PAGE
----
When was the last time you drove for 6-7 hours since early morning, just to visit that splendid spot? 

When you are in the country known India, there are many such spots which are destinations in themselves. Even a whole day travel is worth to just spend 30-40 minutes at the spot. Ancient Teli-Ka Mandir in Gwalior is one such spot. Colossal size, splendid architecture, intricate carvings of Gods and Goddesses and image of Garuda, vehicle of Lord Vishnu make this temple a complete destination.

More than 100 ft. in height, the temple is a unique blend of different Indian architectural styles. It is the tallest structure in the Gwalior Fort. Check out the different styles of lower half and the upper dome.
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Mandore Gardens, Jodhpur

- Time has stood still since 1459 CE in Mandore -
A suburb of Jodhpur, 5 km. from Jodhpur is the small town of Mandore which was once a seat of power of prominent Rathore clan Rajputs. Not only Rathore Rajputs, Mandore had been the capital city of many Rajput kings and has played a major role in safeguarding Northern India from the attacks of western invaders and Muslim kings from Gujarat. During 6th century, a princess of Pratiharas dynasty was married into Rathore dynasty and Mandore was the Wedding Gift to the Rathore prince.

Around 1450, the capital seat was shifted to Mehrangarh Fort in order to protect the city and the residents from further attacks and invasions. However Mandore Gardens still stand high in pride to tell the glorious tales of the bygone eras seen by the Mandore. Though Mandore lost the prominence in 1459 CE as the capital seat shifted to Mehrangarh, but word abandoned cannot be used with the town. Mandore gardens have been well preserved to let visitors visualize/ imagine the glorious past of this ancient town.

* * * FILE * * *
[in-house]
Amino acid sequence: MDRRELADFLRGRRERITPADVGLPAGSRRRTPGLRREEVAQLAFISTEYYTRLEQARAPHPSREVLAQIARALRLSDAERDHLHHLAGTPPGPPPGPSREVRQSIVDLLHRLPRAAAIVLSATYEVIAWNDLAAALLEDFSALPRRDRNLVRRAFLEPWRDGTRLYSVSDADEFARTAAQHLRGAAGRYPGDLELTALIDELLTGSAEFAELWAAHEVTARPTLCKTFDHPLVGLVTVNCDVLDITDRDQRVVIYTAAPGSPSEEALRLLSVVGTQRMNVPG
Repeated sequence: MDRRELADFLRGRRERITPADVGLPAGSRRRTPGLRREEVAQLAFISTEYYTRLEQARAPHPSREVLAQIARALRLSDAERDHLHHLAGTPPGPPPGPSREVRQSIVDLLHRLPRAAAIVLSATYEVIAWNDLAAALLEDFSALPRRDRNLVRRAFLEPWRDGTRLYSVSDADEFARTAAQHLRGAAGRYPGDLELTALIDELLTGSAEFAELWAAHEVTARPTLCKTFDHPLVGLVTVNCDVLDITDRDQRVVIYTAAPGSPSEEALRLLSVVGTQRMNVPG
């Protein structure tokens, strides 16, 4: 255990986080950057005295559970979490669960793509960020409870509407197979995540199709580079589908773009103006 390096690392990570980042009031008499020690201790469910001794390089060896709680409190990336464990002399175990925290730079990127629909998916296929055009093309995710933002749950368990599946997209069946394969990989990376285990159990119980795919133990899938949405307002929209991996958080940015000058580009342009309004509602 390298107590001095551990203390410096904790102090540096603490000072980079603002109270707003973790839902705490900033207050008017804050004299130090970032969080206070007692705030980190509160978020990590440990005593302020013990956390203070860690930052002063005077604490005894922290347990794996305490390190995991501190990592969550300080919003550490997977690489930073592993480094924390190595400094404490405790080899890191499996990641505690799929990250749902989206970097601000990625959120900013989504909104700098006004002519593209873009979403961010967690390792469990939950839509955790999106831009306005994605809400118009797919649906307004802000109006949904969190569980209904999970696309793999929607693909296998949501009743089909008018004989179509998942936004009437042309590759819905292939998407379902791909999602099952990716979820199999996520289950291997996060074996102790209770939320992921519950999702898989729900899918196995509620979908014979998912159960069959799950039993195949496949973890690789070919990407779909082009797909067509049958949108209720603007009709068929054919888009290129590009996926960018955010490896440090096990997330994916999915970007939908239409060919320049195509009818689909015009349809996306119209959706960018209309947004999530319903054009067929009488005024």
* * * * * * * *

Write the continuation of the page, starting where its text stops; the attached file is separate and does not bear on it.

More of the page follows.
Ancient temples, Cenotaphs of erstwhile Jodhpur rulers and an ancient tunnel makes an enriching trip to Mandore Gardens. Brilliant temples carved out of Sandstone are the first to get attention. 

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Krishnapura Chhatris, Indore

Rise of Marathas during 17th century lead to emergence of one of the most significant power in India which is mostly credited with ending misrule which was prevailing in those times. Brilliant commander like Tanhaji, supported by courageous chiefs like Holkars, Bhonsale, Scindia, Gorkwads, established a kingdom based on Indian traditions and culture.

Brilliance of Indian soul is that gallantry comes along with patronage of arts and culture. Be it Rajputs or Marathas, their swords crushed invaders time and again and their chisels crafted architectural wonders.

The way Rajasthan is full of exquisite masterpieces, a testimony to the artistic flavors of the Rajputs; similarly the Maratha Rulers also had exquisite taste for architecture which is immortalized in the form of the Krishnapura Chhatris, a spectacular combination of visually appealing stones, visible at the first glance.

Heart of Indore is the address and I was fortunate to be at Krishnapura Chhatris, the resting place of the Holkars. Development of Indore and nearby areas like Maheshwar is solely credited to the Holkar kings, who kept the soul intact till 1948. 

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The Lepakshi Temple - Poetry on Stones

At times when airlines inform you well in advance about your flight getting late, but you might have already started moving towards airport, what will you do in such a situation?
You have 2 options; interesting one is to continue to airport, enjoy food and drinks at airport lounges, have a jolly good time and relax. And boring option will be to start searching for any on the way attraction and wear out yourself. It happened to me when, I was already on way to Bangalore from Vijaynagar. To decide, I opted for the boring option to explore Lepakshi, a small village in Anantpur district of Andhra Pradesh which was 15 km from the highway.